Sunday

22nd May 2022

EU reaches deal on flagship cybersecurity law

  • Parliaments, the judiciary and central banks, as well as the fields of public security, defence and law enforcement, are excluded from the new rules (Photo: Tirza van Dijk)
Listen to article

The European Parliament and EU member states reached an agreement in the early hours on Friday (13 May) over new rules intended to protect Europe's public and private critical entities from cyberattacks.

The updated legislation, also known as NIS2, aims to increase cooperation and cybersecurity resilience among member states by establishing new measures and reporting obligations for operators of essential services like banking and energy.

Read and decide

Join EUobserver today

Become an expert on Europe

Get instant access to all articles — and 20 years of archives. 14-day free trial.

... or subscribe as a group

"We are shielding our economies and our societies against cyber threats. Enhancing preparedness, resilience, protecting our democracy," said EU commission vice-president Margaritas Schinas after the deal was reached.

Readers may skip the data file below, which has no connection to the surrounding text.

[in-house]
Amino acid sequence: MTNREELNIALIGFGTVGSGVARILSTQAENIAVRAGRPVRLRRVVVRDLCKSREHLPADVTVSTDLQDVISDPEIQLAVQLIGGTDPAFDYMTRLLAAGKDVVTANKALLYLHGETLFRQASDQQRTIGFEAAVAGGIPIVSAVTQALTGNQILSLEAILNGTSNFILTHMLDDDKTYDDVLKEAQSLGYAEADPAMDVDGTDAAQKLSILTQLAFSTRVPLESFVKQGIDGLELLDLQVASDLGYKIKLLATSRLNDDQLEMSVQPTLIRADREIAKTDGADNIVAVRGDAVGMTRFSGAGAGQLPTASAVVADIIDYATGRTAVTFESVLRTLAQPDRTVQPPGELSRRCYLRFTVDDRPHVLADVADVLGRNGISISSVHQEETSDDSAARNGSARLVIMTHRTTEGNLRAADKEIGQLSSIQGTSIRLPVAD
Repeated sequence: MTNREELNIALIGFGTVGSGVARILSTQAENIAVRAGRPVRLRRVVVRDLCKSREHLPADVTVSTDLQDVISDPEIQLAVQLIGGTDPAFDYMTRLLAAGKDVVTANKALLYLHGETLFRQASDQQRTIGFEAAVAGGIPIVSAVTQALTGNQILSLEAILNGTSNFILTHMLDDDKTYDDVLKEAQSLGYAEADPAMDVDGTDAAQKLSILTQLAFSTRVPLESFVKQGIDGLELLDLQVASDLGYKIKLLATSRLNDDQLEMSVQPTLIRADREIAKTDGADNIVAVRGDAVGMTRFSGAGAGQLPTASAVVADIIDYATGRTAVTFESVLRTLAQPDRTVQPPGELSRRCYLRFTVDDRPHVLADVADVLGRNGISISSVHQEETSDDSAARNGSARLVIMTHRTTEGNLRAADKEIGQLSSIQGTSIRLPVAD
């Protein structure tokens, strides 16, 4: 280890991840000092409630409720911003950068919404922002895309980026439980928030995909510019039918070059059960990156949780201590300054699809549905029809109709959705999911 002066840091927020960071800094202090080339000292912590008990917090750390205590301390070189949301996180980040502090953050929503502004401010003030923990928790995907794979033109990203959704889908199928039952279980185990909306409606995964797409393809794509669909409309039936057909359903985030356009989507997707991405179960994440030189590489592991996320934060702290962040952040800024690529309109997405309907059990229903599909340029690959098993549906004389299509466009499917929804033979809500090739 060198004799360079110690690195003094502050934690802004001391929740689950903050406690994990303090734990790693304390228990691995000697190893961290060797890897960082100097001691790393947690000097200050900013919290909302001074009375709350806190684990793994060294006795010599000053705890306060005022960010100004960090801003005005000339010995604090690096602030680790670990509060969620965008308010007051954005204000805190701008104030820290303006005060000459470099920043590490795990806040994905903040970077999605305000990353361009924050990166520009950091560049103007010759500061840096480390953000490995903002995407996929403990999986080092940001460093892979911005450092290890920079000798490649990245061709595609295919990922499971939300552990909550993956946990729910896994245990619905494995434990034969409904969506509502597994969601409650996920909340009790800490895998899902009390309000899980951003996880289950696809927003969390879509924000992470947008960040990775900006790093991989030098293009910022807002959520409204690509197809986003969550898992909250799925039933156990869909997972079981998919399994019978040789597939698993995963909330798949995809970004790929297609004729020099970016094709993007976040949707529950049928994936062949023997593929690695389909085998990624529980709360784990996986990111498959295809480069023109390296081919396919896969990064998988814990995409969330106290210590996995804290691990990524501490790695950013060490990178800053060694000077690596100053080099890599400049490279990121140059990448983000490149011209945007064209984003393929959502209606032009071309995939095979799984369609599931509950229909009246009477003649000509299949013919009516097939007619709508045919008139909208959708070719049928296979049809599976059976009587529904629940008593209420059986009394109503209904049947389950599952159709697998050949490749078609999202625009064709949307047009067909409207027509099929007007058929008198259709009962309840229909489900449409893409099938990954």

Under the previous rules, EU countries could choose which entities fell into the category of "critical" or "essential" services.

But the update of the Network and Information Security Directive (NIS2) introduces common rules for medium and large bodies operating within critical sectors, such as energy, transport, health and digital infrastructure.

These include providers of telecom services and energy supplies, rail infrastructure managers, financial services, waste and water management operators, postal and courier services, medical device manufacturers, and public administrations.

But parliaments, the judiciary and central banks, as well as entities in the areas of public security, defence and law enforcement, are excluded from the scope.

"This … is going to help more than a 100,000 vital entities to tighten their grip on security and make Europe a safe place to live and work," said lead Dutch liberal MEP Bart Groothuis.

Companies and public operators will have to analyse cybersecurity risks and put in place measures to prevent potential cyberattacks, such as basic computer hygiene, encryption, or multi-factor authentication.

They will also have to report any potential cyberattacks and remedies that they have taken in response to such incidents — facing sanctions if found in breach of the rules.

The EU agency for cybersecurity (ENISA) has been carrying out testing exercises since last year to prepare a fast European response when facing cross-border cyberattacks.

But the NIS2 will establish the European Cyber Crises Liaison Organisation Network (EU-CyCLONe) to support and coordinate crisis management of large-scale cyberattacks in the 27-nations bloc.

The updated legislation also introduces a voluntary "peer-learning mechanism" carried out by designated experts in a bid to increase mutual trust and exchange good practices and information among EU member states.